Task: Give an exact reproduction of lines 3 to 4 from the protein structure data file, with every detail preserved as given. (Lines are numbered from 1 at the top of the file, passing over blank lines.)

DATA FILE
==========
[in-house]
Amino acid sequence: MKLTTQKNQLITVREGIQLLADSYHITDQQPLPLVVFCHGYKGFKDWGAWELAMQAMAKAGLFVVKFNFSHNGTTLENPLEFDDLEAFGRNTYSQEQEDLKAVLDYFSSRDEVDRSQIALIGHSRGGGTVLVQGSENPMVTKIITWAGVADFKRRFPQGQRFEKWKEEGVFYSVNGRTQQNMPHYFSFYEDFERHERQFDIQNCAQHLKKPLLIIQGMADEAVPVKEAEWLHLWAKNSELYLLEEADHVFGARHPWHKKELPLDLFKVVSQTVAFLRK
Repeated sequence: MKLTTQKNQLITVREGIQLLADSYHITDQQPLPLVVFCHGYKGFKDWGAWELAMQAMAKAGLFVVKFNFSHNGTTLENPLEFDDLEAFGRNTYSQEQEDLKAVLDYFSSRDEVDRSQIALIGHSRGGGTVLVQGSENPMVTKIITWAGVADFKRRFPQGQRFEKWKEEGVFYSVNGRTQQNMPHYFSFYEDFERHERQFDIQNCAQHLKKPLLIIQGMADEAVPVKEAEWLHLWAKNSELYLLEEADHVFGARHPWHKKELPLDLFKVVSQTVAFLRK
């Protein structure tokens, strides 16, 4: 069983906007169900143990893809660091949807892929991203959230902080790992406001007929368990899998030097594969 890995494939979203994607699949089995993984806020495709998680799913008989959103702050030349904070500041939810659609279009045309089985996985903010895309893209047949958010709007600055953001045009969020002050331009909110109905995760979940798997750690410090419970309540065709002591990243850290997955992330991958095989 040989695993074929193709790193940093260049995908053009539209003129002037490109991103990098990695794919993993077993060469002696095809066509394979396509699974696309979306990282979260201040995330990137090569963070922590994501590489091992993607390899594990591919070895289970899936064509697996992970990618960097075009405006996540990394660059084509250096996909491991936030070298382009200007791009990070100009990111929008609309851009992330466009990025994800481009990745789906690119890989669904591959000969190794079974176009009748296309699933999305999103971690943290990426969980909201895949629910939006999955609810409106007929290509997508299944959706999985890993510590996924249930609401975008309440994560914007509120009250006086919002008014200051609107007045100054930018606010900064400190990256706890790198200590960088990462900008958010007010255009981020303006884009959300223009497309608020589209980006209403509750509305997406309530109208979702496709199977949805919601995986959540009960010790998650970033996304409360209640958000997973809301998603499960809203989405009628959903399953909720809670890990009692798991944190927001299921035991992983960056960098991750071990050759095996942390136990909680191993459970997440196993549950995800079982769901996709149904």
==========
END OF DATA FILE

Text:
Repeated sequence: MKLTTQKNQLITVREGIQLLADSYHITDQQPLPLVVFCHGYKGFKDWGAWELAMQAMAKAGLFVVKFNFSHNGTTLENPLEFDDLEAFGRNTYSQEQEDLKAVLDYFSSRDEVDRSQIALIGHSRGGGTVLVQGSENPMVTKIITWAGVADFKRRFPQGQRFEKWKEEGVFYSVNGRTQQNMPHYFSFYEDFERHERQFDIQNCAQHLKKPLLIIQGMADEAVPVKEAEWLHLWAKNSELYLLEEADHVFGARHPWHKKELPLDLFKVVSQTVAFLRK
């Protein structure tokens, strides 16, 4: 069983906007169900143990893809660091949807892929991203959230902080790992406001007929368990899998030097594969 890995494939979203994607699949089995993984806020495709998680799913008989959103702050030349904070500041939810659609279009045309089985996985903010895309893209047949958010709007600055953001045009969020002050331009909110109905995760979940798997750690410090419970309540065709002591990243850290997955992330991958095989 040989695993074929193709790193940093260049995908053009539209003129002037490109991103990098990695794919993993077993060469002696095809066509394979396509699974696309979306990282979260201040995330990137090569963070922590994501590489091992993607390899594990591919070895289970899936064509697996992970990618960097075009405006996540990394660059084509250096996909491991936030070298382009200007791009990070100009990111929008609309851009992330466009990025994800481009990745789906690119890989669904591959000969190794079974176009009748296309699933999305999103971690943290990426969980909201895949629910939006999955609810409106007929290509997508299944959706999985890993510590996924249930609401975008309440994560914007509120009250006086919002008014200051609107007045100054930018606010900064400190990256706890790198200590960088990462900008958010007010255009981020303006884009959300223009497309608020589209980006209403509750509305997406309530109208979702496709199977949805919601995986959540009960010790998650970033996304409360209640958000997973809301998603499960809203989405009628959903399953909720809670890990009692798991944190927001299921035991992983960056960098991750071990050759095996942390136990909680191993459970997440196993549950995800079982769901996709149904």